[CEATEC Preview] KDDI Develops Software for Mobile Phones Reducing Need for Acceleration Sensors

Sep 29, 2008
Yukiko Kanoh, Nikkei Electronics

KDDI R&D Laboratories Inc developed the "Chokkan (Intuitive) Controller," software that can detect the movements of a mobile phone in real time by using images taken by a camera without an acceleration sensor.

The software runs on a mobile phone software platform, "BREW," which was adopted by KDDI Corp.

The Chokkan Controller detects the movements of a user by analyzing the images inputted from a phonecam. Therefore, application developers can design mobile phones that are intuitively operated by the movements of users, without the need to provide special components such as acceleration sensors or six-axis sensors.

The software can determine user's movements such as panning, tilting, zooming and rotating. The laboratory improved the accuracy of movement detection to the point that the sensor can reportedly be used on a practical level.

As some of the application examples of the Chokkan Controller, the laboratory cited an image list viewer and a character input UI. If the controller is applied to an image list viewer, the user can scroll the images just by tilting the mobile phone to right or left when viewing a large number of images.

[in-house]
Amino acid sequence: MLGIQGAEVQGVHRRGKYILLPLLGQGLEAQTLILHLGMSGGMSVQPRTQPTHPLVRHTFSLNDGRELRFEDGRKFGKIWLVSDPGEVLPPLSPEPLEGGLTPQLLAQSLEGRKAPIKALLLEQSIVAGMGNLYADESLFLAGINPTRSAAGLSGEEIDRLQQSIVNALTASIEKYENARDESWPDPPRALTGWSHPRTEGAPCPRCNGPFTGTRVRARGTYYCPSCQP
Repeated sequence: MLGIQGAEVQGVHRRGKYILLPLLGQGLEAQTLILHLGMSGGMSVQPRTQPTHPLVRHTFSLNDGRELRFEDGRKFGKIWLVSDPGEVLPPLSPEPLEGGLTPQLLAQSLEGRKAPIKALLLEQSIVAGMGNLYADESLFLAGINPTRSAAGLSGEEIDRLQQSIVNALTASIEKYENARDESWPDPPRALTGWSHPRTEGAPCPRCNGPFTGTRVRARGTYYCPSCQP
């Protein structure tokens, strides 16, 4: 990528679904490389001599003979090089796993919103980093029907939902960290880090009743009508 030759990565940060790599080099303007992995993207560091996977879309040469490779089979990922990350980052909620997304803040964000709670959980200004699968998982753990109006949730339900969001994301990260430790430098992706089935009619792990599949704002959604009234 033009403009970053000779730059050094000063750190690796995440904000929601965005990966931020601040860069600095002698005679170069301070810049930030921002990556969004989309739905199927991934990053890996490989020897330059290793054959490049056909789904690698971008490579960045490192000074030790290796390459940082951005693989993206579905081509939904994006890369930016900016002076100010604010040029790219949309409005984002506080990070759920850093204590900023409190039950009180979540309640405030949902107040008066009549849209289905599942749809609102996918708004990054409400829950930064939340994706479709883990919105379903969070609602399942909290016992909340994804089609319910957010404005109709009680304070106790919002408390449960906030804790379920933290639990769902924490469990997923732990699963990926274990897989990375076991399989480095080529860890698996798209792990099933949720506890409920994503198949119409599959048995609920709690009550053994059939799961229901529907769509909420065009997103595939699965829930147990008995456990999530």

The scroll speed can also be controlled by the user's movement. Specifically, the user would tilt the phone slowly when scrolling only one image, while tilting it more quickly to scroll at a higher speed.

When applied to a character input UI, the Chokkan Controller functions as a software keyboard. When the user pushes one of the numeric keys, which correspond to the consonants in the Japanese syllabary, five characters that include the selected consonant and a vowel are indicated on the mobile phone screen.

When the user selects the desired character by tilting the mobile phone vertically or horizontally while holding down the key, the controller inputs the selected letter.

In addition, the Chokkan Controller can be used as application software to control the directions and the coordinates of a view point in a 3D virtual space, and software to examine 3D models from different directions, the laboratory said.

The lab is planning to unveil the software at CEATEC JAPAN 2008, which runs from Sept 30 to Oct 4, 2008, at Makuhari Messe in Chiba Prefecture, Japan.